Example 2: The Test-ReTest Preparation

Test-ReTest Preparation (TRTP) is a powerful way of preparing for exams.  Unlike the Little Bit Each Day method explained previously, TRTP will not be as obviously effective for final papers or projects.  However, it can still be used, and it is especially effective for preparing for exams (book your Anaheim online tutor for finals).

TRTP involves the memory principle of retrieval.  This is where information stored in long-term memory is “retrieved,” or remembered when it is needed.  Retrieval is one of the main things that is being tested when you take an exam: can you retrieve the information you learned in class in order to answer questions?  TRTP recognizes this and has you essentially do trial runs of your real test to train your retrieval of this information and make sure you will be able to implement it during the exam.

To do this, you need access to practice tests, old tests/quizzes, or you need to make your own with questions you come up with.  You then pretend that the practice test that you are taking is the real test. Give yourself a time limit and answer all of the questions without looking up any answers.  When you’re done, check your answers and see what you got wrong. Then, you take the test again.

You can retake it right away, or the next day, or even later.  The important part is that you continue to retake it until you can answer every question correctly.  Once you can do this, you move on to another practice test and implement the same procedure. 

Often, you will have to make these “tests” on your own.  However, they don’t have to be long, and they don’t have to be perfect.  For many math and science classes, it can be useful just to reuse problems done in class or on homework that you no longer remember the answers to.  You can also slightly change numbers or word problems if you’re worried about remembering answers. For classes that require memorization or vocabulary, you can make your own vocabulary tests (including using online tools like Quizlet), make blank diagrams or charts to fill in, and make practice questions based on the definitions.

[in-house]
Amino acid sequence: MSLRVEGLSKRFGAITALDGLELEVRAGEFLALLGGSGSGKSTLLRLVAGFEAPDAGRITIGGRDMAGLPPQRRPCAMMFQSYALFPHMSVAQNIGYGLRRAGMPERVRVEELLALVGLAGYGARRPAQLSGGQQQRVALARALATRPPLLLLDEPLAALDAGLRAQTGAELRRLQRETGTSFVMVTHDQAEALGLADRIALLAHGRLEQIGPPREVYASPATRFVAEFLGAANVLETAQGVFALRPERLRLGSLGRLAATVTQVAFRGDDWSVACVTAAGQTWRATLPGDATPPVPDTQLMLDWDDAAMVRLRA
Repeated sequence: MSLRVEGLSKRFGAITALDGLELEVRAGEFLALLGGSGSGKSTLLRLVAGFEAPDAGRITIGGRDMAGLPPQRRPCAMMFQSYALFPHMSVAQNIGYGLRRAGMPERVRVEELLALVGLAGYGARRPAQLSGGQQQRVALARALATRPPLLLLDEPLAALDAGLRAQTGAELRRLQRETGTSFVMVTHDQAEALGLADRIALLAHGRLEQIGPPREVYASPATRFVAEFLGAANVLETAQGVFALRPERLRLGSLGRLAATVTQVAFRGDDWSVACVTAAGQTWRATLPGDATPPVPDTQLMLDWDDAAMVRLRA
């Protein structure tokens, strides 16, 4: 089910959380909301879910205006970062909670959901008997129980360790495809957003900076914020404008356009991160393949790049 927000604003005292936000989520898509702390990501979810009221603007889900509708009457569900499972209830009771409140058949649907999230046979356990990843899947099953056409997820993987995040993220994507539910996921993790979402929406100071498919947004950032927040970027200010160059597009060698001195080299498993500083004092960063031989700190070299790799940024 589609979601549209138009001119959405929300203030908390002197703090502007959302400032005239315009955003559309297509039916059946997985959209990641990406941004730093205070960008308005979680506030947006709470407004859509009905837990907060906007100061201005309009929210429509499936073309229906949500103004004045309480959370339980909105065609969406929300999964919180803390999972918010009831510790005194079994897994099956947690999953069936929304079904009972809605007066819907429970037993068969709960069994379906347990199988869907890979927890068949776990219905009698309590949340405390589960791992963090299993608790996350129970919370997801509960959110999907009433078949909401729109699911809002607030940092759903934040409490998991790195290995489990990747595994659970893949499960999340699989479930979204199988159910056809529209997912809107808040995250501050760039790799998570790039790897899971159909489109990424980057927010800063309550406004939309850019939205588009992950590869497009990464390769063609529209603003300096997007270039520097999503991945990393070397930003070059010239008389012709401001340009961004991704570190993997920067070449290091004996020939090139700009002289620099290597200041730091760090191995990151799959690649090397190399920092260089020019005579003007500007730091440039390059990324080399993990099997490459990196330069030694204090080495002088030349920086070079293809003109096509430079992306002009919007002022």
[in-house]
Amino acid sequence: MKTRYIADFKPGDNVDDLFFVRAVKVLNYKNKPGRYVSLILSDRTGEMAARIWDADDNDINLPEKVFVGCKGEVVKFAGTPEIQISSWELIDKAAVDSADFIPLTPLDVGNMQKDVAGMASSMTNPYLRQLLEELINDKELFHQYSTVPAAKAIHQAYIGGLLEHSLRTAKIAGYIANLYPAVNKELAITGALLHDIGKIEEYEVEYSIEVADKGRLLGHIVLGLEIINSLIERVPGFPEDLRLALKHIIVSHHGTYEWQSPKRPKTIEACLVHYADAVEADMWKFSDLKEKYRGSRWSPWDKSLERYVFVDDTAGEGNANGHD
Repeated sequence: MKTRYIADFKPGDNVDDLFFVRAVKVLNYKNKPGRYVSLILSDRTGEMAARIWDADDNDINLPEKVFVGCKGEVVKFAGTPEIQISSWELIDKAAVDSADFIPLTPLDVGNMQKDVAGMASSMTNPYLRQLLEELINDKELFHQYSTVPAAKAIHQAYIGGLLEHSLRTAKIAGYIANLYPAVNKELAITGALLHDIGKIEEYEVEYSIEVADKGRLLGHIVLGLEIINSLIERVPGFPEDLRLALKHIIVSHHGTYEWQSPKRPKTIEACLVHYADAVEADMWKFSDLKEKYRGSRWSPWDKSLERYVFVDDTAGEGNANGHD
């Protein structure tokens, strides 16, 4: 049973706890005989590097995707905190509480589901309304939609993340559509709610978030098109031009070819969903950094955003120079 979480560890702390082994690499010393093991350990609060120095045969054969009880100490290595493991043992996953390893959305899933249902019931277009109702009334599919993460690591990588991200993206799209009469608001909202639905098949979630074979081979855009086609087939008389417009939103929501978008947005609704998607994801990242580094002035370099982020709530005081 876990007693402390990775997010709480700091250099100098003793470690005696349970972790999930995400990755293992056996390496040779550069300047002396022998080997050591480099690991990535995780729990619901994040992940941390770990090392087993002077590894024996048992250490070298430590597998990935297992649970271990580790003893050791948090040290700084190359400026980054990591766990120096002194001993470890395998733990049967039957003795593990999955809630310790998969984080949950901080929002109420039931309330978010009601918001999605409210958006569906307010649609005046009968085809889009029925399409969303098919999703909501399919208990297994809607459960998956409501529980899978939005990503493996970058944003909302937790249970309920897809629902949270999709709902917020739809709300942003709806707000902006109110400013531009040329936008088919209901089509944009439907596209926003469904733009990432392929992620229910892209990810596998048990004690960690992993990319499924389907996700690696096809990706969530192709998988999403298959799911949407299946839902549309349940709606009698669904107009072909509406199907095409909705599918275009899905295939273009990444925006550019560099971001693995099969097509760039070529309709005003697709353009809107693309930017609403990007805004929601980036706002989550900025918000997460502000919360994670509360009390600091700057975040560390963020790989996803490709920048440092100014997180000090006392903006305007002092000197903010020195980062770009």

Making your tests is a powerful study tool in itself, so don’t feel discouraged if you don’t have practice material available.  If you study early enough, you can even send your self-created practice tests to your teacher to double-check your answers and set you on the right path.

While not as intuitive, you can also still implement TRTP principles for essays and projects.  For essays, write a rough draft or a rough paragraph that you are treating as practice. Then, revisit what you wrote later and pretend you are a teacher grading it.  Be as critical as possible, and use this as a way to make improvements. You can also have someone else look at it for you under the same critical lens. Giving yourself a grade doesn’t matter, and being too critical isn’t a problem -- as long as you are able to make a change that improves your essay.

The same holds for projects, though namely presentations.  Have someone else view your project or watch you present, and ask them to by a hypercritical teacher who is grading very harshly.  See what critiques they come up with, and see if you can make improvements to avoid them. You can also record yourself giving a presentation and review yourself the same way to make improvements.

Regardless of how exactly you implement it, TRTP is about practicing for the real grade.  If a test determines your grade, then practicing similar tests is the most specific way to prepare.  If a presentation is your grade, then presenting is the most specific way to prepare. Try to emulate what you will be graded on as closely as you can, and practice that emulation.

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Michael C. is currently an online private math, science, and standardized test tutor with TutorNerd in Irvine and Anaheim.